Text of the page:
A while ago I posted on generating random point sets, and Sean Gillies suggested Halton sequences as a way of generating nice-looking point distributions. I finally got around to looking into this idea. Indeed he was correct - Halton sequences provide a very pleasing appearance for point distributions (much better than purely random distributions).

The above shows the first 1000 elements of the Halton sequence with bases (2,3). Larger bases exhibit progressively more coherence, which may or may not be desirable depending on application. Here's H(7,9):

The code to generate Halton sequences is pretty trivial - see the Wikipedia article for some pseudo-code. (Although I have to say that the explanation of their derivation is pretty poor. I've seen this sad trend on some other Wikipedia mathematical articles as well - in particular the one for Barnes surface interpolation. I suppose the rejoinder would be to get in there and improve it!)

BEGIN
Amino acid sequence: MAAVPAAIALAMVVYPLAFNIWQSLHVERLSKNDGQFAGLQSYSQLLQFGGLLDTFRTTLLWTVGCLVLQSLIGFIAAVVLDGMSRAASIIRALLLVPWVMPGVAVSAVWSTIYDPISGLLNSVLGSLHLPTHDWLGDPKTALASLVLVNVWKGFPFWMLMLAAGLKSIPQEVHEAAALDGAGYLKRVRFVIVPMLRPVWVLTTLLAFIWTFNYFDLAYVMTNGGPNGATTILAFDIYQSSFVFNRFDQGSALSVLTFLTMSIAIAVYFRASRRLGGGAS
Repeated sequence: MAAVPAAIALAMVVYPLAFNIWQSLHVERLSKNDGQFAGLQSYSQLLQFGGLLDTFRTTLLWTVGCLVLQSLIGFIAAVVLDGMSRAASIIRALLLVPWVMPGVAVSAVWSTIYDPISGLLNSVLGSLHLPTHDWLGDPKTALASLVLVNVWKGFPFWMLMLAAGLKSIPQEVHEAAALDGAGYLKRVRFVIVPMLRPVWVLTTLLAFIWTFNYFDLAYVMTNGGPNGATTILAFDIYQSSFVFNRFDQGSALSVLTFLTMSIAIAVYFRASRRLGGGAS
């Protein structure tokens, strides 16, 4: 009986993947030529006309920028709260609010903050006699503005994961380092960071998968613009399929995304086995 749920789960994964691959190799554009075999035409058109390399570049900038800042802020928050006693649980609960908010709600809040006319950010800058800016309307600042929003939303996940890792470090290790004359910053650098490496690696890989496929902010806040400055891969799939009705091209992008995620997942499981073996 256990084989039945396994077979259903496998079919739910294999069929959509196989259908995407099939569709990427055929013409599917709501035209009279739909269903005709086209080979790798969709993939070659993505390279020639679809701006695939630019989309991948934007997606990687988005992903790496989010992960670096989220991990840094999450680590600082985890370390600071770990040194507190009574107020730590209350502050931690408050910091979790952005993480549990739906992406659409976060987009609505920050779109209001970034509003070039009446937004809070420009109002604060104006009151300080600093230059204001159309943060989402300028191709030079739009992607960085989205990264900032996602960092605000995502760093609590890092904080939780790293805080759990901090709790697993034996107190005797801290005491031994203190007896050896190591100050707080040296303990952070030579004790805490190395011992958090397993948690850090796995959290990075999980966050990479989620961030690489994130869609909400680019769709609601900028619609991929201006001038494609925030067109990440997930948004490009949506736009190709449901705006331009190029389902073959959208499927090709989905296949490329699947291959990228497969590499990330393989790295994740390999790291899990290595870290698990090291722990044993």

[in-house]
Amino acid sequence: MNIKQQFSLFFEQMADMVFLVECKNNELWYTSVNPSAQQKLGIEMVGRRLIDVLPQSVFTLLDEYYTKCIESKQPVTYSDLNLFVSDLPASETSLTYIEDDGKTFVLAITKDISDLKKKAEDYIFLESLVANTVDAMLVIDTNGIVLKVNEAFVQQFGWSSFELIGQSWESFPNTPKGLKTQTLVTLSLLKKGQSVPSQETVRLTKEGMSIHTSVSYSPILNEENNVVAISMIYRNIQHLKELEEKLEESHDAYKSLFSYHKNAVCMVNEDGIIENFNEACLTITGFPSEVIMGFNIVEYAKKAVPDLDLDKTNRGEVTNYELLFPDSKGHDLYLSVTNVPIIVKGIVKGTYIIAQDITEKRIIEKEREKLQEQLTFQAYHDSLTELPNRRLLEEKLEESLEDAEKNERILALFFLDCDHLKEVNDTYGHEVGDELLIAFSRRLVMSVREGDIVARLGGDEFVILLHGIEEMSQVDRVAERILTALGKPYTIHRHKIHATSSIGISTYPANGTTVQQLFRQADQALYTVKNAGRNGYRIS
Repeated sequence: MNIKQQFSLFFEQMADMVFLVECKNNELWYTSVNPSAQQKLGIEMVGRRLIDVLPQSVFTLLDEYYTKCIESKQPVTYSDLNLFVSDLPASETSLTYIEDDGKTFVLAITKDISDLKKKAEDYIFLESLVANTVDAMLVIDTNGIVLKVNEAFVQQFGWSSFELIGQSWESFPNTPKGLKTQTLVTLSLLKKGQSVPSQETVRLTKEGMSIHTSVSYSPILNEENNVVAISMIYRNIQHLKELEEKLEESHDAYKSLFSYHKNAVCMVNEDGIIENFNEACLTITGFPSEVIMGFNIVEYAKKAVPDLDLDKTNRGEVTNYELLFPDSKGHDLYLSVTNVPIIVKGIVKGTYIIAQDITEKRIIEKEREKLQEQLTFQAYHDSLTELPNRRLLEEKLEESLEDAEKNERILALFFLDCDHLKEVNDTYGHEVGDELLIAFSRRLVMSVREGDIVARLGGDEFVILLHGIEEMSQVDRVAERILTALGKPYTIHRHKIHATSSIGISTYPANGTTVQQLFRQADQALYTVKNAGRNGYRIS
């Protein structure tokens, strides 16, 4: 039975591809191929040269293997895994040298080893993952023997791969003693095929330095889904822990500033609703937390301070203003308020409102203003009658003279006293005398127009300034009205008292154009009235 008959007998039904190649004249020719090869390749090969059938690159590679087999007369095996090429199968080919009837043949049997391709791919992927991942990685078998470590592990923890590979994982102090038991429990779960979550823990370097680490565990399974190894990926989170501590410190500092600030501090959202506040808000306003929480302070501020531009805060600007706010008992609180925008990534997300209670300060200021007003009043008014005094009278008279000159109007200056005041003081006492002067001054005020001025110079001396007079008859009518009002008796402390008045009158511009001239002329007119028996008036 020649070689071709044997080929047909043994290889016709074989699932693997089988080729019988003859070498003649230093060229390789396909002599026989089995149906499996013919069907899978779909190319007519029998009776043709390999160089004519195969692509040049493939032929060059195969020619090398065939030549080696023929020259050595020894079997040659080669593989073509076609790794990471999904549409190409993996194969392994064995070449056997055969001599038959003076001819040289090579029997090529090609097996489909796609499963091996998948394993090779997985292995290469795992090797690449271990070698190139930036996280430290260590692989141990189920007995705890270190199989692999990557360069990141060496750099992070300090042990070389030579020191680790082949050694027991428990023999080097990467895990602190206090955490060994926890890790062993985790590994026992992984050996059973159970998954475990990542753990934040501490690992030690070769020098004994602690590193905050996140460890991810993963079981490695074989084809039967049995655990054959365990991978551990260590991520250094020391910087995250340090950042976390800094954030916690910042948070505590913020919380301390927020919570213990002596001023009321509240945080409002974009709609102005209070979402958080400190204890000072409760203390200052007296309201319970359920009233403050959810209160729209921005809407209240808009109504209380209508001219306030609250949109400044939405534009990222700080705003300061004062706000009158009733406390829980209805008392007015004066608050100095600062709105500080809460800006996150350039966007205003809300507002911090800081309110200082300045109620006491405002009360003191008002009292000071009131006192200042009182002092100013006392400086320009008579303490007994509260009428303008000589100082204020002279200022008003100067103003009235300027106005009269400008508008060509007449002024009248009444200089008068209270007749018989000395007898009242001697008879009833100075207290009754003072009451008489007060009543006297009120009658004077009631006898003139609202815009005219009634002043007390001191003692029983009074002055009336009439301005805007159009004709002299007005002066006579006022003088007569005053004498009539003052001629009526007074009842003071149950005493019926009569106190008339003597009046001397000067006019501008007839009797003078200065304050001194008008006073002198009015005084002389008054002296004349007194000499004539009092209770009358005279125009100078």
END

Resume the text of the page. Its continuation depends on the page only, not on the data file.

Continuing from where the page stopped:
Keying off something else that Sean showed on his blog, I also played around with using Halton sequences to generate quasi-random sets of polygons. Here's one example, using a slightly different approach to Sean's:

And the same for H(5,7), which looks slightly nicer I think:

Might come in handy someday for generating test data, or possibly as a visual texture.

Cover design for the Refactoring 2nd Ed

1 week ago

## 1 comment:

thanks for sharing.

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